The Aitken affair: Glittering prizes out of grasp
The wilderness years
Wednesday 20 January 1999
Some of his friends said his determination to make his own way without the Beaverbrook millions led him into the Arab business dealings which were to prove his downfall.
His first big money-spinning venture was with the company Slater Walker (Middle East) Ltd, and there also were banking connections with the Middle East.
Although he won his Thanet seat in 1974, he languished on the backbenches for 18 years. Prime Minister Margaret Thatcher was implacably opposed to making the Tory young turk one of her ministers throughout her 11 years in office.
He was a patrician Tory, and a member of the "blue chip" set, whom she gradually weeded out of her government.
Having been regarded as the Commons pin-up for two decades, Mr Aitken, a Eurosceptic, joined forces with another troublesome thorn in Thatcher's side, Sir Teddy Taylor, who acted like her conscience on Europe from the backbenches.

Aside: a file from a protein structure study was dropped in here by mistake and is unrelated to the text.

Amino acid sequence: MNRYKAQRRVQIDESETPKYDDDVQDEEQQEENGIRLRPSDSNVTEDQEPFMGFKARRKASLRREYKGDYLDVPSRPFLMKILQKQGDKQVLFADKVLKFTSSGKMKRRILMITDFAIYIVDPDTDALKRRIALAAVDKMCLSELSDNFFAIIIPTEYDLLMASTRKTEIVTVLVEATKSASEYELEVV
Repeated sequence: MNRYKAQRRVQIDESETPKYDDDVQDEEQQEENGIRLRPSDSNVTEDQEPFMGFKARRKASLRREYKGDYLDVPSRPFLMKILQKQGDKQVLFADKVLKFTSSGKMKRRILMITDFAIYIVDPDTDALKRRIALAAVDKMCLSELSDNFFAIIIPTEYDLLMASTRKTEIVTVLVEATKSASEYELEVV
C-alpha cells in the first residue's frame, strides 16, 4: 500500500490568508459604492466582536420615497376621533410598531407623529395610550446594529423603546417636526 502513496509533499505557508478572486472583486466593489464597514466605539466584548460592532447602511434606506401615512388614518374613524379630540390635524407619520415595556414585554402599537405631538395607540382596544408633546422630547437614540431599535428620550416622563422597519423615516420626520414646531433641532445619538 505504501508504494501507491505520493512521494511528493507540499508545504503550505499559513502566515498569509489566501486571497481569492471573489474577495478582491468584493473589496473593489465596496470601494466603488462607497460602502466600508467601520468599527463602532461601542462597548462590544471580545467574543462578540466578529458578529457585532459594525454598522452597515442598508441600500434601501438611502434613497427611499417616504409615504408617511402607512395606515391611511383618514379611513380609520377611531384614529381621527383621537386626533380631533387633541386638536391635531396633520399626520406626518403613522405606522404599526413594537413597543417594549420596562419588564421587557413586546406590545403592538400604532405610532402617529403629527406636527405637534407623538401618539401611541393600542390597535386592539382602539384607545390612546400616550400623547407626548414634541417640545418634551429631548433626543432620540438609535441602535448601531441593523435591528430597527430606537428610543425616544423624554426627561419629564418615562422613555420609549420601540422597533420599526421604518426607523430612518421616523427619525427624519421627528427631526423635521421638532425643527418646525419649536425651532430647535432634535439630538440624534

Together Aitken and Sir Teddy formed a two-man ginger group to oppose the perceived slide towards Europe, leaving Aitken oddly forgotten on the fringes of the Tory Party in the Commons.
It was not until two years after Mrs Thatcher's resignation in 1992, that he was plucked from the backbenches and appointed a minister by John Major.
Why did the then prime minister lift Aitken into his government? He was appointed - from the relative obscurity of the backbenches - the Minister for Defence Procurement, and put in charge of the arms deals worth billions of pounds to Britain.
This was a mystery to many colleagues.
Some ministers privately claimed the Arab princes in Saudi Arabia had made it clear to Downing Street they would prefer not deal with Malcolm Rifkind, the then defence secretary, a Jew, in the sale of Tornado jet fighters to their country.
Aitken, who had impeccable Arab contacts, was the obvious choice to sell arms in the Middle East.
It was the job that led to his downfall.
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